Past the fairground and the train station the tram pulls into the town. On one side is a row of terraces, there's a dentist's house, a solicitor's and a music teacher's waiting to be explored. Further along there's a pub and some shops, including the very tempting Jubilee Confectionery. I'm not sure I've ever made it out of Beamish without buying at least a quarter of sweets in here. In the back room you can watch the sweets being made and there will be samples on a tray. In the shop part you are faced with a choice from row upon row of sweet-jars and confectionery from yesteryear. There's a stationery shop from which you can buy books, postcards and toys, upstairs is a print shop where you can go and look at the press.
Across the road is a park with bandstand and glorious flower beds. A nice place to sit with an ice cream from the nearby kiosk. From the park you can access Dainty Dinah's Tea Rooms for self-service meals or snacks. They do a mean pie and peas, but they also have those annoying hot water machines for tea and coffee that don't fill the cup up properly. The tea rooms have been renovated recently to make access easier, (it used to be up a narrow staircase), and the room is bigger, but I seem to remember the tea used to be better, served in a proper pot rather than those horrible metal ones where the lid never stays down. Not all 'improvements' are improvements.
Also on this side of the road are the Co-operative Grocery, Hardware and Drapery Shops, a motor and cycle showroom and garage. Around the corner is a masonic hall, the world of Edwardian freemasonry no longer quite so secret.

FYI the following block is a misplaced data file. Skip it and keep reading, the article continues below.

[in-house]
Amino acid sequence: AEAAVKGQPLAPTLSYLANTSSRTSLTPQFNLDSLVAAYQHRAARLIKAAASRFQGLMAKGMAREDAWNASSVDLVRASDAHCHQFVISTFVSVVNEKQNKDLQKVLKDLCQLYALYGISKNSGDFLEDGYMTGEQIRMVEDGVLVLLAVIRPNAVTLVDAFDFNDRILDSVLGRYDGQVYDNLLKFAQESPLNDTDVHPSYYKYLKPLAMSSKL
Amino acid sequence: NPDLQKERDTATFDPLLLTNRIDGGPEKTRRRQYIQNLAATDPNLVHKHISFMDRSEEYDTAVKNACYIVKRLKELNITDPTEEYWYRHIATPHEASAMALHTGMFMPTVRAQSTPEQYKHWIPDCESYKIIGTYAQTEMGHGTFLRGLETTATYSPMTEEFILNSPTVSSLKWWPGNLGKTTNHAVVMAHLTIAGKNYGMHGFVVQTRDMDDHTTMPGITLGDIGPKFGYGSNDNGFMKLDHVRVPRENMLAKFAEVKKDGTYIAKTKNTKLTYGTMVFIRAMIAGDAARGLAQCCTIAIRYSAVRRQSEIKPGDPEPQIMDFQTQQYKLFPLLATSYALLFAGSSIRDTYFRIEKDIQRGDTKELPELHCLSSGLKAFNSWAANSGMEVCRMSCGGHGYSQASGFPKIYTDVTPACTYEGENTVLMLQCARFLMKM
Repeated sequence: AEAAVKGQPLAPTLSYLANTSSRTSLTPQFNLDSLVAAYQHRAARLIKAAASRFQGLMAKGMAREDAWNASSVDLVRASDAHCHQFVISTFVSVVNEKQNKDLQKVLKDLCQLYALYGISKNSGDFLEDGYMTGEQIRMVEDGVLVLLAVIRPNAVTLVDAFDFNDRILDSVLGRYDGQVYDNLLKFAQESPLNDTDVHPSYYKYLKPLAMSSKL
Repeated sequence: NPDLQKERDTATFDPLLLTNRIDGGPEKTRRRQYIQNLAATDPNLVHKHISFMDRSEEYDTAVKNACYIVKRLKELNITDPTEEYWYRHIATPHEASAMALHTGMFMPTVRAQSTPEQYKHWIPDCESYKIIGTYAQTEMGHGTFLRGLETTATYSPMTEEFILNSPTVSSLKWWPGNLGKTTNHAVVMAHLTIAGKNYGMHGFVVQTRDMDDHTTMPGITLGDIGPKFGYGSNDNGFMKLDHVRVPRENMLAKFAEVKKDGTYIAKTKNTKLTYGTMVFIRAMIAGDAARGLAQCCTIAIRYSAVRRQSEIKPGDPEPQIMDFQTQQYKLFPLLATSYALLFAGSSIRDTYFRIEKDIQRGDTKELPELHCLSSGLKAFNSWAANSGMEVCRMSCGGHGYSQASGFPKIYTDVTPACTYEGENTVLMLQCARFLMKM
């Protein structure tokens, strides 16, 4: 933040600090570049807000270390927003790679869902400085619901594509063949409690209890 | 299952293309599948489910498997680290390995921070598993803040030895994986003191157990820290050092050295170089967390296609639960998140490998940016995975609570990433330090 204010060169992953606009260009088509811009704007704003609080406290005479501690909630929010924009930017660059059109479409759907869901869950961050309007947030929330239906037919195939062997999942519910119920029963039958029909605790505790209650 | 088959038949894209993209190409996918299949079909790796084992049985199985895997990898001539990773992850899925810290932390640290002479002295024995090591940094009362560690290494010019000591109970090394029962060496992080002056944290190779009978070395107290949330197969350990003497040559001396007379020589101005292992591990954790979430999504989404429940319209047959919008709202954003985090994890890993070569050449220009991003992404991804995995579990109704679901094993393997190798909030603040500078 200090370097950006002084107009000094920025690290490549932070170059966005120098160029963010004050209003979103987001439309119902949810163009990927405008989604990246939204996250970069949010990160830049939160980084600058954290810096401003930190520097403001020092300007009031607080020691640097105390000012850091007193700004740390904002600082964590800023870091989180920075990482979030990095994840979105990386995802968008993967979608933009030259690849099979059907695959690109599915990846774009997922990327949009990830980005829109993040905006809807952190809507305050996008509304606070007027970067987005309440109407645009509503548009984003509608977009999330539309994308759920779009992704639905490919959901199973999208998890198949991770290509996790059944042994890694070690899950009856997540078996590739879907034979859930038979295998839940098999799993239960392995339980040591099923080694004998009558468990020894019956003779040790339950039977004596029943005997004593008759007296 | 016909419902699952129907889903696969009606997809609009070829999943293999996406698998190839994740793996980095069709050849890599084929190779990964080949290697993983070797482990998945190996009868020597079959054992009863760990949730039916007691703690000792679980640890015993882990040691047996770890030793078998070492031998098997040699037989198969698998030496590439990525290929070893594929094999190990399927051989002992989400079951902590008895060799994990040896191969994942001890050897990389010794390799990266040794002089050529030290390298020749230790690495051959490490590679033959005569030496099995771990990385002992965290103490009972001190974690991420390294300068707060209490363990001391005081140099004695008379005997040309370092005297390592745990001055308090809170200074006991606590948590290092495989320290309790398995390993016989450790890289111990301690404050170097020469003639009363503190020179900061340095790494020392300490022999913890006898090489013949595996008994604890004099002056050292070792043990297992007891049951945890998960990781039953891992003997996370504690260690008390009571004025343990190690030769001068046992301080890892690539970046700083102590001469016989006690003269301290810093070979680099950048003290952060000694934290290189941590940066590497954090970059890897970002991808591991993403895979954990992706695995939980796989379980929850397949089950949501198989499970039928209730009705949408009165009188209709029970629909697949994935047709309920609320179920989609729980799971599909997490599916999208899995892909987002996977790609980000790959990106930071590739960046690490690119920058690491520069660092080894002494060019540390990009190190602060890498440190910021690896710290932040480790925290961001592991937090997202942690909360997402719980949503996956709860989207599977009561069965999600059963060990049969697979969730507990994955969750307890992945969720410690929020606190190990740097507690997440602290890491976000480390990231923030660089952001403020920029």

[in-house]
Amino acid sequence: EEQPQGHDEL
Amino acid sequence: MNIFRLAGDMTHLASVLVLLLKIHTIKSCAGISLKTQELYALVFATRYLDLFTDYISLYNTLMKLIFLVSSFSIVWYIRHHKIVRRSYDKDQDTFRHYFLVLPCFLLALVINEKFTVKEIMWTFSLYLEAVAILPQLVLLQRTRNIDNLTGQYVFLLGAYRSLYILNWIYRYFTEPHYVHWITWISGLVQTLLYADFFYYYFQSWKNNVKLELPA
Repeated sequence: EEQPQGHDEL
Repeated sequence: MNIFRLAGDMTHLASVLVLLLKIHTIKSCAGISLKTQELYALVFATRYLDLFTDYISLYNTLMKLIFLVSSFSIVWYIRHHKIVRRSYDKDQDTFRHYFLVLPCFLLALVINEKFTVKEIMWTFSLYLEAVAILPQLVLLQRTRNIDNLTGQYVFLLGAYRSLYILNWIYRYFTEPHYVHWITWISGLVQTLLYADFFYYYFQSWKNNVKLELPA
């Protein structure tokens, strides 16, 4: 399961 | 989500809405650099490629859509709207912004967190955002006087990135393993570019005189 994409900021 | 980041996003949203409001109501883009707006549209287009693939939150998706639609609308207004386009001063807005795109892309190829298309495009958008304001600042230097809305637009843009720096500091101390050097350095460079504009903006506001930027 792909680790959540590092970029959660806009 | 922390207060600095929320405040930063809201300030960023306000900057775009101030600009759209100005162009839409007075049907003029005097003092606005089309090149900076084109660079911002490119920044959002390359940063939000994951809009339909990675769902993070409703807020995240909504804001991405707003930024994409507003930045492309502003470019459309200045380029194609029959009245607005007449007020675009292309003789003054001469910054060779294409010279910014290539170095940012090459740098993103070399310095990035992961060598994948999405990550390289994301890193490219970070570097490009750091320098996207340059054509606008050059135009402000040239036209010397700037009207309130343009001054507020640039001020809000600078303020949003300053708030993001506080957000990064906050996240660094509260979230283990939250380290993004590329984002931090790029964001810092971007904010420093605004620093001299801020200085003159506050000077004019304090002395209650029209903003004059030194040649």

The Sun Inn is a snug little pub, originally from Bishop Auckland. What's that you say....prices? For a pint of ale, a half of shandy and a glass of cordial, we paid £5.95. I'd love to wander down this road of an evening and have more than a half in here.
~Pockerley Old Hall and the Waggonway~
On the road up to Pockerley Old Hall, an alarming notice warns poachers to watch out for man traps. Pockerley represents the home of a wealthy farmer in the early 1800's and parts of the building date back to the 12th century. There's a big kitchen and well stocked larder, a parlour with roaring fire and bedrooms to explore. In a storage room there are a couple of the aforementioned mantraps hanging up, off here is a smoke room full of cuts of ham. Next door, the barrel vault houses various fruit presses, there are bedrooms above, possibly servants quarters, candle making was being demonstrated here last time we visited. Outside are ornamental gardens, kitchen gardens and orchards. Flowers, shrubs and vegetables popular in Georgian times are grown here, children may enjoy using the water pump, it's details like these that help visitors appreciate the life of a servant in the big houses.
On the waggonway you can take a ride in one of three replica early locomotives; Puffing Billy, George Stephenson's Locomotion No.1 or The Steam Elephant. One of the drivers gives a talk while people get settled into their seats. It's only a short ride but it gives a feel for the early days of rail travel. Having sampled the delights of the first class carriage, 'Experiment', I have to say standards of comfort have certainly improved.
~Food and Drink, Gift Shop~
There are several cafes which I've mentioned although I haven't visited all of them. Davy's Fried Fish Shop and Dainty Dinah's Tea Rooms offer the most substantial meals but light bites and snacks make up most of the food on offer. There are also various shops, kiosks and carts with snacks and drinks for sale. One thing I find odd is that the prices differ in the different areas, for example on my last visit I saw the same cartons of juice for sale in different areas priced at 50p, 70p and 90p. A cart on the road up to Pockerley Old Hall seems to have the cheapest drinks. Opening times vary with the outlet; the chip shop shuts at 3pm with most of the others closing at 4.30, earlier out of season. I have turned up and been disappointed. The coffee shop in the entrance building is the last eatery to close, at 5.15pm.